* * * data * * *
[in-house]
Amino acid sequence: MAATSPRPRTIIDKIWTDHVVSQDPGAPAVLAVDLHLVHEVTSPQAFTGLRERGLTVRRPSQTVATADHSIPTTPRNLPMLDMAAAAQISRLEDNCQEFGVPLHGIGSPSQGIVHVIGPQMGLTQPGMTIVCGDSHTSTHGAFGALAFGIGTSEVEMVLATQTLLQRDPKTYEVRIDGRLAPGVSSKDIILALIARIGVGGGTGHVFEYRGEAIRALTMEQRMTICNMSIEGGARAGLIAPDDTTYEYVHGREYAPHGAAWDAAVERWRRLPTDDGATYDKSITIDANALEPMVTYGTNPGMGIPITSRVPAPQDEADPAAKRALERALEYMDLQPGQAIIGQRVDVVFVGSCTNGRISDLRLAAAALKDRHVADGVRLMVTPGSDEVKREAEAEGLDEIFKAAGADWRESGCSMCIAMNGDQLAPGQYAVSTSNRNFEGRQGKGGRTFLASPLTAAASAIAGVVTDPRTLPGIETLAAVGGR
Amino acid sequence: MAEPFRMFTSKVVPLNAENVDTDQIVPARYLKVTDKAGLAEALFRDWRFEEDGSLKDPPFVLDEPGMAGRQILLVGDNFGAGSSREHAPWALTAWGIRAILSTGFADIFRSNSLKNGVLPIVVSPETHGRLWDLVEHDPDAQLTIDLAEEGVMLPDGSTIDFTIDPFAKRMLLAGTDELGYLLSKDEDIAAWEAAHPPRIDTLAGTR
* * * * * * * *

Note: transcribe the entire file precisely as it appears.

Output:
[in-house]
Amino acid sequence: MAATSPRPRTIIDKIWTDHVVSQDPGAPAVLAVDLHLVHEVTSPQAFTGLRERGLTVRRPSQTVATADHSIPTTPRNLPMLDMAAAAQISRLEDNCQEFGVPLHGIGSPSQGIVHVIGPQMGLTQPGMTIVCGDSHTSTHGAFGALAFGIGTSEVEMVLATQTLLQRDPKTYEVRIDGRLAPGVSSKDIILALIARIGVGGGTGHVFEYRGEAIRALTMEQRMTICNMSIEGGARAGLIAPDDTTYEYVHGREYAPHGAAWDAAVERWRRLPTDDGATYDKSITIDANALEPMVTYGTNPGMGIPITSRVPAPQDEADPAAKRALERALEYMDLQPGQAIIGQRVDVVFVGSCTNGRISDLRLAAAALKDRHVADGVRLMVTPGSDEVKREAEAEGLDEIFKAAGADWRESGCSMCIAMNGDQLAPGQYAVSTSNRNFEGRQGKGGRTFLASPLTAAASAIAGVVTDPRTLPGIETLAAVGGR
Amino acid sequence: MAEPFRMFTSKVVPLNAENVDTDQIVPARYLKVTDKAGLAEALFRDWRFEEDGSLKDPPFVLDEPGMAGRQILLVGDNFGAGSSREHAPWALTAWGIRAILSTGFADIFRSNSLKNGVLPIVVSPETHGRLWDLVEHDPDAQLTIDLAEEGVMLPDGSTIDFTIDPFAKRMLLAGTDELGYLLSKDEDIAAWEAAHPPRIDTLAGTR